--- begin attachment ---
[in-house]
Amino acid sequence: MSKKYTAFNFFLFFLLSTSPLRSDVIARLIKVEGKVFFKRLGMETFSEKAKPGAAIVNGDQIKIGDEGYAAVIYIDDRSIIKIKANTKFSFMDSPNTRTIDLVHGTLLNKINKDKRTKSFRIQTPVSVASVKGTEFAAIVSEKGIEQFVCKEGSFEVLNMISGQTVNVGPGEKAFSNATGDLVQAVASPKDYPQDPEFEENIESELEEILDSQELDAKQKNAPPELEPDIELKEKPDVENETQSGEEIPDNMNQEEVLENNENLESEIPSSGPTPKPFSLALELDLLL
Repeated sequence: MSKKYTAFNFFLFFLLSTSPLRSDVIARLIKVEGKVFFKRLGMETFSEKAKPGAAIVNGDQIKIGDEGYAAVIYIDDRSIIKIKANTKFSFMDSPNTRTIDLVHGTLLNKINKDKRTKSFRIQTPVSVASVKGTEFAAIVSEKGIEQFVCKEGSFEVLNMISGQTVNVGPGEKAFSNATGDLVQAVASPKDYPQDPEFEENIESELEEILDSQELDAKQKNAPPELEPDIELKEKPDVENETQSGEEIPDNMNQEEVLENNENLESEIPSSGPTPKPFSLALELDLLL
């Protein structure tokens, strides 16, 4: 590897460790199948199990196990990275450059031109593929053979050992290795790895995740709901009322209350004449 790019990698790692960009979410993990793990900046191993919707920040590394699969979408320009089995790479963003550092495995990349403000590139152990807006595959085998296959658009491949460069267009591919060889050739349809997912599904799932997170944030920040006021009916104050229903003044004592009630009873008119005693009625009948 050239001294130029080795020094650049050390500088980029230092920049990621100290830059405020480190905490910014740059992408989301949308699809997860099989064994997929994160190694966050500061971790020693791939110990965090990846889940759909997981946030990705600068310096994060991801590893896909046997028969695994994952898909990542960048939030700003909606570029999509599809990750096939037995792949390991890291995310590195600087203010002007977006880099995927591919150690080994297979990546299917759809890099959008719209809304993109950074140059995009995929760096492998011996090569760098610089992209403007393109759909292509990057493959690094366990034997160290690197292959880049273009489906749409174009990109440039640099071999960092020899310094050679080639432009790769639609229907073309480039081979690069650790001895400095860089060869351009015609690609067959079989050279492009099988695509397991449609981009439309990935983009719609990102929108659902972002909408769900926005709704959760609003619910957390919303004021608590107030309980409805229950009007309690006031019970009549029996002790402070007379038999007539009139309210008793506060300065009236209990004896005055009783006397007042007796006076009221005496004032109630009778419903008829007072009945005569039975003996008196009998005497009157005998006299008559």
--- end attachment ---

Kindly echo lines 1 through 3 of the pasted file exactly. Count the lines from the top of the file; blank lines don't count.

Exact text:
[in-house]
Amino acid sequence: MSKKYTAFNFFLFFLLSTSPLRSDVIARLIKVEGKVFFKRLGMETFSEKAKPGAAIVNGDQIKIGDEGYAAVIYIDDRSIIKIKANTKFSFMDSPNTRTIDLVHGTLLNKINKDKRTKSFRIQTPVSVASVKGTEFAAIVSEKGIEQFVCKEGSFEVLNMISGQTVNVGPGEKAFSNATGDLVQAVASPKDYPQDPEFEENIESELEEILDSQELDAKQKNAPPELEPDIELKEKPDVENETQSGEEIPDNMNQEEVLENNENLESEIPSSGPTPKPFSLALELDLLL
Repeated sequence: MSKKYTAFNFFLFFLLSTSPLRSDVIARLIKVEGKVFFKRLGMETFSEKAKPGAAIVNGDQIKIGDEGYAAVIYIDDRSIIKIKANTKFSFMDSPNTRTIDLVHGTLLNKINKDKRTKSFRIQTPVSVASVKGTEFAAIVSEKGIEQFVCKEGSFEVLNMISGQTVNVGPGEKAFSNATGDLVQAVASPKDYPQDPEFEENIESELEEILDSQELDAKQKNAPPELEPDIELKEKPDVENETQSGEEIPDNMNQEEVLENNENLESEIPSSGPTPKPFSLALELDLLL